What's 'Florida Culture'? Folk Fest To Include Hip Hop, Graffiti Art, Chinese Music
The annual Florida Folk Festival kicks off in North Florida at 6 p.m. this Friday. The three-day cultural celebration is bringing together hip-hop and graffiti artists with traditional Chinese musicians and many other performers this year.
The state-sponsored festival is a celebration of the culture and traditions unique to Florida. All weekend, people will be able to take in traditional musical performances at the Stephen Foster Folk Culture Center in White Springs, near the intersection of I-10 and I-75.
One area of the fest, the Folklife stage, is what State Folklorist Blaine Waide, calls, the “soul” of the festival.
“What really makes our stage different and unique is it’s a reflection of the current cultural makeup of the state,” he said.
Waide travels throughout Florida, curating so-called “living traditions.” This year’s folklife performers and demonstrators all come from the Northeast Florida region. They include Jacksonville hip hop artists, DJ Paten Locke and MC Mal Jones.
“Hip hop is an example. It’s one of the most thoroughly traditional African American forms, with deep roots in oral tradition,” he said. “So, trying to identify those cultural continuities and presenting those to a public audience helps people realize the deep cultural rootedness of a lot of our traditional expressive culture.”
The folklife area will also feature a Jacksonville graffiti artist, or “writer,” as he prefers to be called, named Kes. He’ll be decorating a temporary wall all weekend. The two acts will appear alongside an artist who makes Venezuelan nativity scenes and fishermen who make their own hoop nets.
“What makes you feel Cuban if you’re Cuban? Or what makes you feel Bahamian if you’re Bahamian? And typically those things are what fall under the umbrella of folklore,” Waide said.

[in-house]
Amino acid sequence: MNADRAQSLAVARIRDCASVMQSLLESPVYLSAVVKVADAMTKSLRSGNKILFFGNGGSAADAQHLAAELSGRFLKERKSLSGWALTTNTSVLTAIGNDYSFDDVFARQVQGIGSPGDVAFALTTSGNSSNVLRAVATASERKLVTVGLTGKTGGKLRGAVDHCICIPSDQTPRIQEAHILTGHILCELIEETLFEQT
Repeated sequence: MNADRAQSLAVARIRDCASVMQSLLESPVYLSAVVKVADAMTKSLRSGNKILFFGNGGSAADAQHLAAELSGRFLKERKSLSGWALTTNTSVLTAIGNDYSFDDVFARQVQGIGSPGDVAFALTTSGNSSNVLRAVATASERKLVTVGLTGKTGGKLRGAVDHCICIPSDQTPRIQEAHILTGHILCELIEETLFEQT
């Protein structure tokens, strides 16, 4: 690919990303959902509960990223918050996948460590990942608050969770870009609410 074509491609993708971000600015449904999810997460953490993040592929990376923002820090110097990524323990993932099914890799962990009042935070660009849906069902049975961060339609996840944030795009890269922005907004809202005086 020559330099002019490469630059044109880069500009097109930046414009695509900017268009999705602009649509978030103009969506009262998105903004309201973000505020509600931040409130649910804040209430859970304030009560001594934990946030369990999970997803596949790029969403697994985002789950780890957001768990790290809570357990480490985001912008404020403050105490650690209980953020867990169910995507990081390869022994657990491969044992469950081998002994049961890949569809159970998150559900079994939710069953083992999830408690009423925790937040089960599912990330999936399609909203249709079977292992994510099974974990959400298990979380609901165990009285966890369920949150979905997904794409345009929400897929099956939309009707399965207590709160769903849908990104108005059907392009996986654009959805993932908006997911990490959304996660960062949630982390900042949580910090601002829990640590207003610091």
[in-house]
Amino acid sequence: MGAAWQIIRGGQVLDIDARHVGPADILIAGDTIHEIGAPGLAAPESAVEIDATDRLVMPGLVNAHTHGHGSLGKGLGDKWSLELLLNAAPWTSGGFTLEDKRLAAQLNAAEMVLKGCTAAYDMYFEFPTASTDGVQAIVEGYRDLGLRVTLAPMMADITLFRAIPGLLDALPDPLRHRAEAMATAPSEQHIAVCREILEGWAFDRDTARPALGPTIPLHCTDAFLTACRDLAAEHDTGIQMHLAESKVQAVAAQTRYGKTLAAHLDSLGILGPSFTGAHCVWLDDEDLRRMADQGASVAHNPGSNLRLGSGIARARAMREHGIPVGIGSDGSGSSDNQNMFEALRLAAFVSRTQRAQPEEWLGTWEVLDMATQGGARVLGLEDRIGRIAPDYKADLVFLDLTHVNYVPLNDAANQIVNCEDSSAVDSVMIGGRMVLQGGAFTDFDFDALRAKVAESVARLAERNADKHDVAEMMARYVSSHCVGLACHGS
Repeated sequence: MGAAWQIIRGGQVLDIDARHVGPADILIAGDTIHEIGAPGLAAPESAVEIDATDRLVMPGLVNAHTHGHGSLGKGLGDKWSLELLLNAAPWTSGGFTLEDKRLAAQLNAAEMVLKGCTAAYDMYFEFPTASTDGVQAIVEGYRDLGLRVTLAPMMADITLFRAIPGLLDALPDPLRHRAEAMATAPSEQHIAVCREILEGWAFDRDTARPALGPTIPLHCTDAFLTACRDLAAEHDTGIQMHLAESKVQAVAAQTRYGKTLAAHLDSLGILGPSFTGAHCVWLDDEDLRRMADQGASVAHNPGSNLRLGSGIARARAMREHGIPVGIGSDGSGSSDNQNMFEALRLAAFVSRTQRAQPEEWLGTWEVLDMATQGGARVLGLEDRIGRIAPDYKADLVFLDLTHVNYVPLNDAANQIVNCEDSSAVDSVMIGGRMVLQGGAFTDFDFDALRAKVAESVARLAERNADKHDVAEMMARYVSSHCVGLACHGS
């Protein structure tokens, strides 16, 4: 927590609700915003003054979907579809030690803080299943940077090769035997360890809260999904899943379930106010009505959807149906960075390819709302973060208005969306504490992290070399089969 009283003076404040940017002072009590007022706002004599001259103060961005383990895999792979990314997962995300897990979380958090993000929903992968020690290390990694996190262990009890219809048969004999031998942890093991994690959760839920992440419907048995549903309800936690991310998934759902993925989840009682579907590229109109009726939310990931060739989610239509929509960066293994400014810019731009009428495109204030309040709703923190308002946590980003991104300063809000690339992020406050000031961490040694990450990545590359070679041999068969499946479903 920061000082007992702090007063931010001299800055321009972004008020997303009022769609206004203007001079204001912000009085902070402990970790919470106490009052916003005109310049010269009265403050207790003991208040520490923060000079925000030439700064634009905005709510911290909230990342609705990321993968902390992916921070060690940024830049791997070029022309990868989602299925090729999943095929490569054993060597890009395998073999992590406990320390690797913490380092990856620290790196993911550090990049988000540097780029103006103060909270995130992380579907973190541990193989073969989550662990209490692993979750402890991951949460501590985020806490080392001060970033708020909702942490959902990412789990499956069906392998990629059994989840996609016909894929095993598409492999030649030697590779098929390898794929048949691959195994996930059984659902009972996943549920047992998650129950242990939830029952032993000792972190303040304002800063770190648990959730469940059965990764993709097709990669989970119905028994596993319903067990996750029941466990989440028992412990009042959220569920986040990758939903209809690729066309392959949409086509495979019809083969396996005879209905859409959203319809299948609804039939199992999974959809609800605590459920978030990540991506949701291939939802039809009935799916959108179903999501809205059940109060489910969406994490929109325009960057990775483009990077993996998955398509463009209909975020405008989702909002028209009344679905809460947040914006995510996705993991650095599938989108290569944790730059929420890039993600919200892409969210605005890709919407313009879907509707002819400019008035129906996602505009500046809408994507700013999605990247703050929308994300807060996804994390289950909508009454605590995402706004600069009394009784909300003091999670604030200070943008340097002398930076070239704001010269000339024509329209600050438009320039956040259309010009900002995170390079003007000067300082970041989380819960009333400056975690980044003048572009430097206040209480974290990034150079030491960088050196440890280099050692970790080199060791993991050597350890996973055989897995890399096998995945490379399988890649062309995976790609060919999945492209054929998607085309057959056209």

He said, the state wants to preserve all of the diverse cultures that make up Florida. Another way of doing that is sponsoring master artists to pass their crafts down to apprentices. And three teams of masters and apprentices will also be presenting their work at the festival. One of the apprentices is incoming high school senior Crystal Zhang, from Tallahassee.
“I am kind of nervous because I feel like there’s gonna be a lot of people there,” she said.
Zhang has been studying under world-renowned Chinese musician Haiqiong Deng, a professor at Florida State University. They’ll be playing a harp-like instrument called a zheng, which Deng said, is the most popular instrument in China.
“It’s very easy to start,” she said. “Even when you just graze the strings, it sounds already beautiful. So, many people love it.”
Deng, who came ten years ago from China to study at FSU, said, at first, she was surprised there was a state program supporting the continuation of her cultural traditions.
“I’m very glad that I became part of it. And I feel that Florida became really my home. You know, I feel that connection,” she said.
The Florida Folk Festival will also feature music and dance performances native to the state.
It’s running from 6 p.m. on Friday evening until 10 p.m. on Sunday and opens Saturday and Sunday at 8 a.m. Visit the state parks website for more information on attending.